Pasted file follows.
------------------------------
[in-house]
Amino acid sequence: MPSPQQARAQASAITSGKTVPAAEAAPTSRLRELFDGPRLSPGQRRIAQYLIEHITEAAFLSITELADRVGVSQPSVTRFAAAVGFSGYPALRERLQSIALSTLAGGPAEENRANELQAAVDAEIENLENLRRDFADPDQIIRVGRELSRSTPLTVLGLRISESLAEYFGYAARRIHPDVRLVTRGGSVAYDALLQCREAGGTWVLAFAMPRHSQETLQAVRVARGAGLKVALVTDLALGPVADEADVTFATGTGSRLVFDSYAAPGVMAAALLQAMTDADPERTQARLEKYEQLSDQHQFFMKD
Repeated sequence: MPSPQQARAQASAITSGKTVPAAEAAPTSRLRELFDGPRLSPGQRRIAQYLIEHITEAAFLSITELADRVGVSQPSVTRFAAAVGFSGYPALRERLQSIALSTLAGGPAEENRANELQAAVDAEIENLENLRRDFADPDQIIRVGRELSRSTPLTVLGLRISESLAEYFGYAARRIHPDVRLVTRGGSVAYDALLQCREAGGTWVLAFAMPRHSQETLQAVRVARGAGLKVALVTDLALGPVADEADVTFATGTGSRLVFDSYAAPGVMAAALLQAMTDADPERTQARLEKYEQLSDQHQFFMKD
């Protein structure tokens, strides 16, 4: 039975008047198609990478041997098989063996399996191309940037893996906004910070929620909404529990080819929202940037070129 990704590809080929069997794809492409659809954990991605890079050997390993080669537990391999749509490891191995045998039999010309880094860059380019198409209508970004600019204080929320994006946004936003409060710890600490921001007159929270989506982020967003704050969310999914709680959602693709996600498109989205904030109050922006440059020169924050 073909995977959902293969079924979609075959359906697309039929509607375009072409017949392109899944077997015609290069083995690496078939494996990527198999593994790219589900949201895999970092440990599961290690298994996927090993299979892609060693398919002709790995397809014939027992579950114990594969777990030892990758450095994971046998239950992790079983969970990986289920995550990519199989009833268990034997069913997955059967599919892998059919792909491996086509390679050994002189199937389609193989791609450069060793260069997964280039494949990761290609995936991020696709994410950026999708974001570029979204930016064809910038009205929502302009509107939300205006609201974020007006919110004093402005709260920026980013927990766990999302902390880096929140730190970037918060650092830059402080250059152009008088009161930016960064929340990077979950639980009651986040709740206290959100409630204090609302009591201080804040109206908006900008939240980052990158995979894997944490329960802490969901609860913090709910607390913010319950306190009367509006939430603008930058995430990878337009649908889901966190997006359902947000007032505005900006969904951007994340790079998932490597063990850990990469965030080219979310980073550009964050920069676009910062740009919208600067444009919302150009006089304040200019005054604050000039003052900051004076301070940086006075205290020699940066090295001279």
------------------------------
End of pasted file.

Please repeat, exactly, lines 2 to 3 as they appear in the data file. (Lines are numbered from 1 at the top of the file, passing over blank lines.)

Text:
Amino acid sequence: MPSPQQARAQASAITSGKTVPAAEAAPTSRLRELFDGPRLSPGQRRIAQYLIEHITEAAFLSITELADRVGVSQPSVTRFAAAVGFSGYPALRERLQSIALSTLAGGPAEENRANELQAAVDAEIENLENLRRDFADPDQIIRVGRELSRSTPLTVLGLRISESLAEYFGYAARRIHPDVRLVTRGGSVAYDALLQCREAGGTWVLAFAMPRHSQETLQAVRVARGAGLKVALVTDLALGPVADEADVTFATGTGSRLVFDSYAAPGVMAAALLQAMTDADPERTQARLEKYEQLSDQHQFFMKD
Repeated sequence: MPSPQQARAQASAITSGKTVPAAEAAPTSRLRELFDGPRLSPGQRRIAQYLIEHITEAAFLSITELADRVGVSQPSVTRFAAAVGFSGYPALRERLQSIALSTLAGGPAEENRANELQAAVDAEIENLENLRRDFADPDQIIRVGRELSRSTPLTVLGLRISESLAEYFGYAARRIHPDVRLVTRGGSVAYDALLQCREAGGTWVLAFAMPRHSQETLQAVRVARGAGLKVALVTDLALGPVADEADVTFATGTGSRLVFDSYAAPGVMAAALLQAMTDADPERTQARLEKYEQLSDQHQFFMKD